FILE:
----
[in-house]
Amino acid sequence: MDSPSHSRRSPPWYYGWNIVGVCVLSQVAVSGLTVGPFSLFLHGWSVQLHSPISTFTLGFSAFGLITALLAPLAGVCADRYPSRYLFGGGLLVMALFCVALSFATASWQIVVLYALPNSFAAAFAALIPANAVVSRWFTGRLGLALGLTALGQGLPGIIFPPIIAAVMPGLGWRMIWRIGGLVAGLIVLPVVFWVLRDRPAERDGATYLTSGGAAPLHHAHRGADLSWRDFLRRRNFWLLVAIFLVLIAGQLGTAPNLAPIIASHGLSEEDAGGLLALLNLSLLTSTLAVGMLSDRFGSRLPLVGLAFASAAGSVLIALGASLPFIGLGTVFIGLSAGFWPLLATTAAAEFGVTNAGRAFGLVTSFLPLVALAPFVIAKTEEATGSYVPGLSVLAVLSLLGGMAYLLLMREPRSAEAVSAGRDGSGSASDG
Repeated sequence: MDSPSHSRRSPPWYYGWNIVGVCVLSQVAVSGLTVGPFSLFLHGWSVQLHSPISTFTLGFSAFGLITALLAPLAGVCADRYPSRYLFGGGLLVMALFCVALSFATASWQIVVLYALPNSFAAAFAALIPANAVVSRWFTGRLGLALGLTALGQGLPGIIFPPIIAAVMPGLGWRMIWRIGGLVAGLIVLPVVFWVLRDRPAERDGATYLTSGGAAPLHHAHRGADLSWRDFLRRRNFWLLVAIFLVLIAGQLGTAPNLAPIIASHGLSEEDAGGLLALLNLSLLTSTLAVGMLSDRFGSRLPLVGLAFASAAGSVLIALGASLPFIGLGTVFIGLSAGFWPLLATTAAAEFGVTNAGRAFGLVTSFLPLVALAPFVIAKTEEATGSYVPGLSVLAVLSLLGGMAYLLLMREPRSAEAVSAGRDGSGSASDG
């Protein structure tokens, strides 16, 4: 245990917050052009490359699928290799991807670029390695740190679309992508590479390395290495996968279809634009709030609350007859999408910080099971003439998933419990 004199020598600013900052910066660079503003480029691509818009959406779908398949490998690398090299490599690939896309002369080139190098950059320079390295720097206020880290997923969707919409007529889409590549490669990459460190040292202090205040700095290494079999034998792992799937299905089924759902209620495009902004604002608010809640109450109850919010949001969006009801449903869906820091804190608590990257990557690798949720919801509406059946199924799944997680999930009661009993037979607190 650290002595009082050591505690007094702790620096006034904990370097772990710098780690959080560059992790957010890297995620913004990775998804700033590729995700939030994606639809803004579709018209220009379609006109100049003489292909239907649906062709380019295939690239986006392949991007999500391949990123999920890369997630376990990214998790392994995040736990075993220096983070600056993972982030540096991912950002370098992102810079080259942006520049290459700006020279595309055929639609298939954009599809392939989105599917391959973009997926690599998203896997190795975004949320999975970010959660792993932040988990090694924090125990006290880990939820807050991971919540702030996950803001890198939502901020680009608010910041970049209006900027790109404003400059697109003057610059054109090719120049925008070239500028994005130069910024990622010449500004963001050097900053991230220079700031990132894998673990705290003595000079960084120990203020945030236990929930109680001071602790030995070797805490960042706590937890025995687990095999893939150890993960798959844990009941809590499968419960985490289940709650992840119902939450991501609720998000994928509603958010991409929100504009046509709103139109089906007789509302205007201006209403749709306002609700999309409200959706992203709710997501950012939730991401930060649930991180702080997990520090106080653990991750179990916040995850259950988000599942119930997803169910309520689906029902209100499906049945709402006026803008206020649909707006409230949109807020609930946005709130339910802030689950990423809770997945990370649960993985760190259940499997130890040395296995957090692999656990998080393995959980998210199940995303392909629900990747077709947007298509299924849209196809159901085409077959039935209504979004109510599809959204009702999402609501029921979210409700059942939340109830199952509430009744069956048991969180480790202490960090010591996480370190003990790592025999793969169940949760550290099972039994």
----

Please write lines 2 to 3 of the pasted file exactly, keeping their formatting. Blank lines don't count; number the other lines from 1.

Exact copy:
Amino acid sequence: MDSPSHSRRSPPWYYGWNIVGVCVLSQVAVSGLTVGPFSLFLHGWSVQLHSPISTFTLGFSAFGLITALLAPLAGVCADRYPSRYLFGGGLLVMALFCVALSFATASWQIVVLYALPNSFAAAFAALIPANAVVSRWFTGRLGLALGLTALGQGLPGIIFPPIIAAVMPGLGWRMIWRIGGLVAGLIVLPVVFWVLRDRPAERDGATYLTSGGAAPLHHAHRGADLSWRDFLRRRNFWLLVAIFLVLIAGQLGTAPNLAPIIASHGLSEEDAGGLLALLNLSLLTSTLAVGMLSDRFGSRLPLVGLAFASAAGSVLIALGASLPFIGLGTVFIGLSAGFWPLLATTAAAEFGVTNAGRAFGLVTSFLPLVALAPFVIAKTEEATGSYVPGLSVLAVLSLLGGMAYLLLMREPRSAEAVSAGRDGSGSASDG
Repeated sequence: MDSPSHSRRSPPWYYGWNIVGVCVLSQVAVSGLTVGPFSLFLHGWSVQLHSPISTFTLGFSAFGLITALLAPLAGVCADRYPSRYLFGGGLLVMALFCVALSFATASWQIVVLYALPNSFAAAFAALIPANAVVSRWFTGRLGLALGLTALGQGLPGIIFPPIIAAVMPGLGWRMIWRIGGLVAGLIVLPVVFWVLRDRPAERDGATYLTSGGAAPLHHAHRGADLSWRDFLRRRNFWLLVAIFLVLIAGQLGTAPNLAPIIASHGLSEEDAGGLLALLNLSLLTSTLAVGMLSDRFGSRLPLVGLAFASAAGSVLIALGASLPFIGLGTVFIGLSAGFWPLLATTAAAEFGVTNAGRAFGLVTSFLPLVALAPFVIAKTEEATGSYVPGLSVLAVLSLLGGMAYLLLMREPRSAEAVSAGRDGSGSASDG